• Kasai line (believed operational in 2022): Ilebo (Kasai River port) – Kananga – Mwene Ditu – Kaniama - Kamina (junction with Katanga line). 978 km,[4] 1,067 mm (3 ft 6 in) gauge. This connects the Katanga line to the river port at Ilebo from where boats can reach Kinshasa. Freight is transferred to river barges, but in 2006 UNJLC reports the river service operates sporadically. On 1 August 2007 a passenger train ran out of control on the line 170 km north-west of Kananga and 7 coaches overturned, killing about 100 people.
  • Katanga-Benguela line (believed operational in 2022): A branch of the Katanga Railway was built from Tenke junction just north-west of Likasi via Kolwezi to Dilolo at the Angolan border. 522 km,[4] 1,067 mm (3 ft 6 in) gauge. This connects with the Benguela Railway from Luau to the Atlantic port of Lobito. This allowed through passenger trains to run between Lubumbashi and Lobito, and freight trains to carry copper from the Zambian and Katangan Copperbelts to a seaport for the export of copper. It was this purpose which provided the investment for the Benguela Railway. It did not operate through Angola from the 1970s, due to the civil war there. The line between Kolwezi and Dilolo was described by UNJLC in 2006 as 'very degraded'. It reopened in 2018.[13]

The following lines have been completely removed and are not listed for future rehabilitation:

Electrification[edit]

A programme of electrification at 25kV AC was undertaken between 1952 and the early 1970s (specific completion date not identified). This covered:

  • 600 km of the Katanga line from Lubumbashi via Tenke to Kamina.
  • 252 km of the Katanga-Benguela line from Tenke to Mutshatsha.

Track totals[edit]

4772 km (2002), 5138 km (1995);
narrow gauge:

  • 3621 km 1,067 mm (3 ft 6 in) gauge (858 km electrified); (2002)
  • 3987 km 1,067 mm (3 ft 6 in) gauge (858 km electrified); (1996)
  • 125 km 1,000 mm (3 ft 3+38 in) gauge; (2002) ev. transformed to 1,067 mm (3 ft 6 in) gauge in 1955[17]
  • 1026 km 600 mm (1 ft 11+58 in) gauge (2002);

The above figures are open to interpretation. A detailed list of railway lines, stations, and track distances is available here 'https://www.branchline.uk/jfpdf/zairerlys.pdf'[4]

Railway links to adjacent countries[edit]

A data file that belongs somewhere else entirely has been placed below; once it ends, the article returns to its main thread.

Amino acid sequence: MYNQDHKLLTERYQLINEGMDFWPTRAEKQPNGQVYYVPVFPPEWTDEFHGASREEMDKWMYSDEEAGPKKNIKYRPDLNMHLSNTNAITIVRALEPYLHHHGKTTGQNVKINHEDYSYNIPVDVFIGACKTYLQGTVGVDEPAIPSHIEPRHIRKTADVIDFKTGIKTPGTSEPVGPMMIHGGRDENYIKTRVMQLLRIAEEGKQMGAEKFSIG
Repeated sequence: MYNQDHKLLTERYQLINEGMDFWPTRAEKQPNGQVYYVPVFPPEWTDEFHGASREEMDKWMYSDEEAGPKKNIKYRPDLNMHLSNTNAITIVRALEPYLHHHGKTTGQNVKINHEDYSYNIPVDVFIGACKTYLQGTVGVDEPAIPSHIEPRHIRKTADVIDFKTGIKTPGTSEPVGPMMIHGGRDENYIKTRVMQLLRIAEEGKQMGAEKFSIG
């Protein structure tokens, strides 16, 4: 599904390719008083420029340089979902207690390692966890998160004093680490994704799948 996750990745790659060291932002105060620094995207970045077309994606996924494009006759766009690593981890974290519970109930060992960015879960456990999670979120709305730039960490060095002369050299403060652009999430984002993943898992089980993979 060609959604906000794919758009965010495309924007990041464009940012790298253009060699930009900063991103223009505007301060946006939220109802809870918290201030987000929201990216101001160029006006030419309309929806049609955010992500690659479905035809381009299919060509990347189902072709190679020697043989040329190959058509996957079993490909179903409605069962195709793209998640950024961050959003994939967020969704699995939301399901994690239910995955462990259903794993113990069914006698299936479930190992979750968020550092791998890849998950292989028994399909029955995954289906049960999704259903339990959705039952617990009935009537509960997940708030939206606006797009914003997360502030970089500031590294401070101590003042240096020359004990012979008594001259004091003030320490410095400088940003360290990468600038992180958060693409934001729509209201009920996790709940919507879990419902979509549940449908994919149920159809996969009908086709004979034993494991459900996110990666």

There are currently two functioning international links:

  • Zambia - yes - same gauge - 1,067 mm (3 ft 6 in), connects with railways of Zimbabwe, Mozambique and South Africa.
  • Angola - yes - same gauge - 1,067 mm (3 ft 6 in). The link to the ports of Benguela and Lobito was unusable from the 1970s, but has been rehabilitated. The Angolan transport minister Augusto Tomás promised the reconstruction up to the border station at Luau in Moxico province by the end of 2012. The focus was then be on the line from Dilolo to Kolwezi. The line reopened in 2018.[13]

Proposed Link:

There are boat links to rail lines in these neighbouring countries:

  • Republic of Congo - no direct link, but ordinary ferries across the Congo River from Kinshasa to Brazzaville can take passengers and freight to the Congo-Ocean Railway (same gauge 1,067 mm (3 ft 6 in)) which runs from Brazzaville to the Atlantic port of Pointe Noire.
  • Tanzania - no direct link but boats take freight between Kalemie and Kigoma, from where Tanzania's Central Line runs to the seaport of Dar es Salaam; there once was a train ferry from Kalemie built in 1917; break of gauge 1,067 mm (3 ft 6 in)/1,000 mm (3 ft 3+38 in).

These neighbouring countries have rail systems, but there are no links from the Congo:

These neighbouring countries have no rail systems: Central African Republic, Rwanda and Burundi.

Proposed rail projects[edit]

  • In September 2007 it was reported that China would provide US$5 billion for new infrastructure projects including rehabilitation and construction of new sections to link Sakania and Lubumbashi to Matadi (3200 km), to be completed in 3 years.[18]
  • A line from Uganda to Kasese was proposed in 2005.[19]
  • In 2012, a new or rehabilitated 1,435 mm (4 ft 8+12 in) gauge line was proposed from Kisangani to the port of Lamu in Kenya.[20]
  • In 2019, the SNCC reached a $500 million agreement with Russian Railways for the company to help upgrade the DRC's railway system.[21]

Criticism[edit]